I gave the example of someone who perhaps is psychotic, but I can also give another example—and we’re seeing more and more of it, is my understanding: a person that perhaps needs to be placed in a long-term-care or retirement facility and that needs to be in a secured facility because of their mental state. Balancing that, whether that person goes into that facility, first off, and then whether that person is then put into a secure unit, I think the public tends to think of the safety of that person, but they also need to take into account that person’s civil liberties. Are we restraining them on a secure unit and restricting their movement against their will when they do have the capacity? So you have to balance that with the need for public safety and the safety and security of that person as well.

I believe this role is significant, and I would take it very seriously.

Mr. Roman Baber: Thank you.

The Chair (Mr. John Vanthof): Thank you. The government’s time is concluded.

The official opposition: Ms. Stiles.


Ms. Marit Stiles: First of all, good morning and thank you very much for agreeing to spend this kind of time and commitment to sit on this board—a very important board—but also to be here this morning with us.

Ms. Gloria Kovach: Thank you.

Ms. Marit Stiles: I know you absolutely have a very extensive history. Your experience in nursing and mental health in particular sounds like it will be a great contribution to this board.

I do need to ask, because we are here to make sure that we are doing due diligence, whether or not you are a member of any political party currently.

Ms. Gloria Kovach: Currently, I am not.

Ms. Marit Stiles: Have you been a member of any political party in the past?

Ms. Gloria Kovach: Yes, I have.

Ms. Marit Stiles: Would you mind sharing with us what political party you’ve been a member of?

Ms. Gloria Kovach: Yes. I’ve been a member of both the Conservative Party of Canada and the Progressive Conservative Party.

Ms. Marit Stiles: Okay, thank you.

I noted as I was going through some of the background around the board that the demand for the work of the board actually seems to have increased quite a lot. The board in their annual report from, I think, last year or the year before noted that the caseload is outpacing the funding available for the board.

I’m wondering if you have any comments on that, because there is certainly a sense that everybody has to find efficiencies. “Efficiencies” is the word that the members opposite like to use. I’m wondering if you wouldn’t mind commenting on—they’ve done things like move to videoconferencing and such, but is there a case to be made for maybe ensuring that this is a priority, and that to get through these cases on a timely basis, we need to ensure that there is adequate funding, clearly, for these services, for the board?

Ms. Gloria Kovach: It always is a struggle when you’re talking about doing more with less, and you continually do that. Of course, we all recognize that you can’t do everything with nothing. Not having the privilege of actually being a board member yet—I’m certain that will help with my thought process—just my thoughts: Again, I’m sure they do a great job in scheduling, but I’m wondering if there can be a look at how hearings are scheduled. I know there can be a challenge, because you don’t know the time frame or how much of the lawyers’ time it’s going to take, or the person presenting themselves before the board, or how much medical information is going to be shared as part of the process. Of course, you wouldn’t want to limit that, but I wondered if there was a way of embracing that so that members could hold hearings in a specific place and a time frame that can be bundled together for efficiencies as well.

It’s just a thought I had that I would be looking to perhaps share with the board.

Ms. Marit Stiles: So you’re not aware at this point yet—looking at the background materials and stuff that I’m sure you’ve already reviewed—of whether or not the government has directed the board to look for any efficiencies.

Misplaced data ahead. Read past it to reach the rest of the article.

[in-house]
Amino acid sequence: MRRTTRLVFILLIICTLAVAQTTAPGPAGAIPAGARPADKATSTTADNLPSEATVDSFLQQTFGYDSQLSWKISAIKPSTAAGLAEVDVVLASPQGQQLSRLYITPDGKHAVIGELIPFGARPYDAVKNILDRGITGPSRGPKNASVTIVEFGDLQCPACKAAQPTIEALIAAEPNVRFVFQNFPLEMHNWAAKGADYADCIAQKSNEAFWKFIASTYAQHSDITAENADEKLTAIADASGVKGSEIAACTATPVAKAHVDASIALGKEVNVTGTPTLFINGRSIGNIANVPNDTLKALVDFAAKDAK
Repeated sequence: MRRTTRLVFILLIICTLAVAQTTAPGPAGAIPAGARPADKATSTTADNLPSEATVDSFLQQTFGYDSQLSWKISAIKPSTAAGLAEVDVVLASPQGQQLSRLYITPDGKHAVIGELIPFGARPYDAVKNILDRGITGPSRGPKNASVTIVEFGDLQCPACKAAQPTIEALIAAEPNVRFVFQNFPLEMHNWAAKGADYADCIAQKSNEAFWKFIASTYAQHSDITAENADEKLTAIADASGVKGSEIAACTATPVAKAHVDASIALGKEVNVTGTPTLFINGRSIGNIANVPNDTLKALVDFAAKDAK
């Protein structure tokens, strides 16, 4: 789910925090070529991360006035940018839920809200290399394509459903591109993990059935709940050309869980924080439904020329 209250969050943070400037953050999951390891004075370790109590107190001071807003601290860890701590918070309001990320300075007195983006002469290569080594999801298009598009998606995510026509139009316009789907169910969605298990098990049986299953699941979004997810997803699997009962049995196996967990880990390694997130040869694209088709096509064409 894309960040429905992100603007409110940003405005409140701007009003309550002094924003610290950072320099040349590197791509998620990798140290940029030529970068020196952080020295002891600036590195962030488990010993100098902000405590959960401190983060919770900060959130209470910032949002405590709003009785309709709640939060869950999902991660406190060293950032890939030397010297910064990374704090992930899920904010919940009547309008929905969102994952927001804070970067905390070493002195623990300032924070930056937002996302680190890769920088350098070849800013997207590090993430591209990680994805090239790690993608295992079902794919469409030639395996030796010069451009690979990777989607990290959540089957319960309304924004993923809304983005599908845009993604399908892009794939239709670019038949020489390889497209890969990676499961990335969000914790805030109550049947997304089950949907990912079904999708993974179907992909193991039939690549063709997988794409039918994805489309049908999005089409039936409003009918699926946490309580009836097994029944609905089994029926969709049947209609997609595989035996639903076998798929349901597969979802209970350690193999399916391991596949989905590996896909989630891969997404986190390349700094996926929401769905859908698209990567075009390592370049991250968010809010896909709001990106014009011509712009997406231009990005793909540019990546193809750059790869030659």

Ms. Gloria Kovach: I have no knowledge in that background. I have not been privy to that information.

Ms. Marit Stiles: I just mention it because we have seen some cuts, particularly in mental health services, under the government already. We remain quite concerned about what impact that will have on the demand for services and the issues that will be coming to your board.

In any case, you do seem like a very well-qualified person for this role, and I want to thank you again for your contribution and for agreeing to sit on it.

Ms. Gloria Kovach: Thank you.

The Chair (Mr. John Vanthof): No further questions? Thank you. That concludes the time allocated. Thank you very much. You may step down from the table.

Ms. Gloria Kovach: Thank you.

The Chair (Mr. John Vanthof): We will now consider the intended appointment of Ms. Gloria Kovach for member of the Consent and Capacity Board. Ms. Fee.

Mrs. Amy Fee: I’d like to move concurrence in the intended appointment of Gloria Kovach, nominated as member of the Consent and Capacity Board.

The Chair (Mr. John Vanthof): Concurrence in the appointment has been moved by Ms. Fee. Any discussion? Seeing none, I’d like to call for a vote. All those in favour? Opposed? The motion is carried.

On a further piece of business, the deadline to review the intended appointment of Michael Diamond, selected from the February 1, 2019, certificate, is March 3, 2019. He’s unable to be here within the time.

Do we have unanimous agreement to extend the deadline to consider the intended appointment of Michael Diamond to March 21, 2019? I believe we have agreement. That’s also passed.

Our business for the morning is finished. The meeting is adjourned. Thank you very much.

The committee adjourned at 0928.


Chair / Président

Mr. John Vanthof (Timiskaming–Cochrane ND)

Vice-Chair / Vice-Président

Mr. Taras Natyshak (Essex ND)

Mr. Roman Baber (York Centre / York-Centre PC)

Mr. Rudy Cuzzetto (Mississauga–Lakeshore PC)

Mrs. Amy Fee (Kitchener South–Hespeler / Kitchener-Sud–Hespeler PC)

Mr. Vincent Ke (Don Valley North / Don Valley-Nord PC)

Ms. Andrea Khanjin (Barrie–Innisfil PC)

Mrs. Marie-France Lalonde (Orléans L)

Mr. Taras Natyshak (Essex ND)

Mr. Rick Nicholls (Chatham-Kent–Leamington PC)

Mr. Jeremy Roberts (Ottawa West–Nepean / Ottawa-Ouest–Nepean PC)

Ms. Marit Stiles (Davenport ND)

Mr. John Vanthof (Timiskaming–Cochrane ND)

Substitutions / Membres remplaçants

Ms. Goldie Ghamari (Carleton PC)

Clerk / Greffière

Ms. Jocelyn McCauley

Staff / Personnel

Mr. Andrew McNaught, research officer,
Research Services